J. L. BELL is a Massachusetts writer who specializes in (among other things) the start of the American Revolution in and around Boston. He is particularly interested in the experiences of children in 1765-75. He has published scholarly papers and popular articles for both children and adults. He was consultant for an episode of History Detectives, and contributed to a display at Minute Man National Historic Park.

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Thursday, May 27, 2010

“It Was Shrewdly Suspected”

On Tuesday I quoted the Rev. Jonas Clarke’s 1777 account of events in Lexington on 19 Apr 1775, including this passage:

Between the hours of twelve and one, on the morning of the NINETEENTH OF APRIL, we received intelligence, by express, from the Honorable JOSEPH WARREN, Esq.; at Boston, “that a large body of the king’s troops (supposed to be a brigade of about 12, or 1500) were embarked in boats from Boston, and gone over to land on Lechmere’s-Point (so called) in Cambridge: And that it was shrewdly suspected, that they were ordered to seize and destroy the stores, belonging to the colony, then deposited at Concord,” in consequence of General Gage’s unjustifiable seizure of the provincial magazine of powder at Medford, and other colony stores in several other places.
As I noted yesterday, in 1825 local historian Elias Phinney repeated most of the words Clarke had put between quotation marks. He left out a few:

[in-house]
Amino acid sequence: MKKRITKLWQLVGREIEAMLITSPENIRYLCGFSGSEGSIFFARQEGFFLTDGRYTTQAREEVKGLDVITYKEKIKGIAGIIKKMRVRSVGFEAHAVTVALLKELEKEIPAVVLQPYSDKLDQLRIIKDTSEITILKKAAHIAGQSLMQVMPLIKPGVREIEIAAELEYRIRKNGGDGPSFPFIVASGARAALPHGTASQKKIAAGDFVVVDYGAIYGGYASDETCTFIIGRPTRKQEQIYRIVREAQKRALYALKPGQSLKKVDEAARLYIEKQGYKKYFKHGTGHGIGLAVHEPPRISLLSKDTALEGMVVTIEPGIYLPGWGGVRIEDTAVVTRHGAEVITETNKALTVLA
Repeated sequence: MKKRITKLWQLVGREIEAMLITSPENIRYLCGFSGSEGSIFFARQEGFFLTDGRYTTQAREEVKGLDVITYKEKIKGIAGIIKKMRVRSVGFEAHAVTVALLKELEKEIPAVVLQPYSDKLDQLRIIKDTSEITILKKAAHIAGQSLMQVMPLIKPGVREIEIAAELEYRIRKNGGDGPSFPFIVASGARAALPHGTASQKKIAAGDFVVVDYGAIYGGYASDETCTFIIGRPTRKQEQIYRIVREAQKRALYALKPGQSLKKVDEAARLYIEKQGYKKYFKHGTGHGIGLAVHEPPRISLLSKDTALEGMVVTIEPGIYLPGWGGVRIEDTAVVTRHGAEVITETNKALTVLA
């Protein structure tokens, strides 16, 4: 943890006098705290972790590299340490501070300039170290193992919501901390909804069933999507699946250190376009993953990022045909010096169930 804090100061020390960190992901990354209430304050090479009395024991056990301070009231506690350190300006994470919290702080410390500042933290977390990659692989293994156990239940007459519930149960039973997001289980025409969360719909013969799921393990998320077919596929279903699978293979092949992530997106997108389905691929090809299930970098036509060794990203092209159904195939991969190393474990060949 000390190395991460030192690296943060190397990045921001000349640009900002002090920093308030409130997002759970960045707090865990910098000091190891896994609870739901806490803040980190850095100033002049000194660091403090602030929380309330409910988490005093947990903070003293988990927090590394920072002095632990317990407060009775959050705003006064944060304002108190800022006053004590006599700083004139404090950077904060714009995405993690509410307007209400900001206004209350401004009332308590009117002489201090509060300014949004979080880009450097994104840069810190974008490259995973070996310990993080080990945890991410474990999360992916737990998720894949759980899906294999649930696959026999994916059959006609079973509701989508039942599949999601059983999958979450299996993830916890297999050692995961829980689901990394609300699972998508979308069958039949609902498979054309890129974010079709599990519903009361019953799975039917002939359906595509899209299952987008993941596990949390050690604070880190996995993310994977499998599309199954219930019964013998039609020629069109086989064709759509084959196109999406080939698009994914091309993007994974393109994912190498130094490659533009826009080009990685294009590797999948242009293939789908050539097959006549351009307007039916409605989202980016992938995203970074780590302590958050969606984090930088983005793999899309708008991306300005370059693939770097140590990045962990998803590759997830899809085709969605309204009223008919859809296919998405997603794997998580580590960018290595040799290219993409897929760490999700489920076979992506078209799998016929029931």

• “land on”
  • “(so called)”
  • “shrewdly”
The latter two are phrases that stand out of Clarke’s passage because they don’t seem to belong to the night of 18-19 Apr 1775. Would Dr. Warren, racing to send crucial information to his colleagues, have been so scrupulous as to add “(so called)” to the common name of Lechmere’s Point? Would he have patted himself on the back by inserting “shrewdly”?

In the same vein, and even more tellingly, what timeframe could the word “then” refer to in the phrase “then deposited at Concord”? Clarke must have written that word in 1776 or 1777 to remind his audience of the situation back in April 1775. It wouldn’t have been part of any note Warren wrote for Samuel Adams and John Hancock to read while the troops were still marching and the stores were still deposited.

And yet the word “then” appears inside Clarke’s quotation marks, as well as Elias Phinney’s. So at the very least, we know those writers weren’t quoting an original document exactly. And it appears even more likely that Phinney got his words from Clarke, not from any note from Warren now lost.

I also think Clarke used his quotation marks to signal that he was approximating the message from Dr. Warren, not reproducing it word for word. And, since the parson never actually stated that he’d seen a written message from Boston, we have to consider the possibility that he was paraphrasing the news that Warren’s messengers had conveyed out loud.

TOMORROW: Listening to Paul Revere.

(The photograph above showed the Lexington Historical Society’s Hancock-Clarke House, where Paul Revere and William Dawes rendezvoused with Adams and Hancock, and where Clarke wrote his sermon and narrative.)

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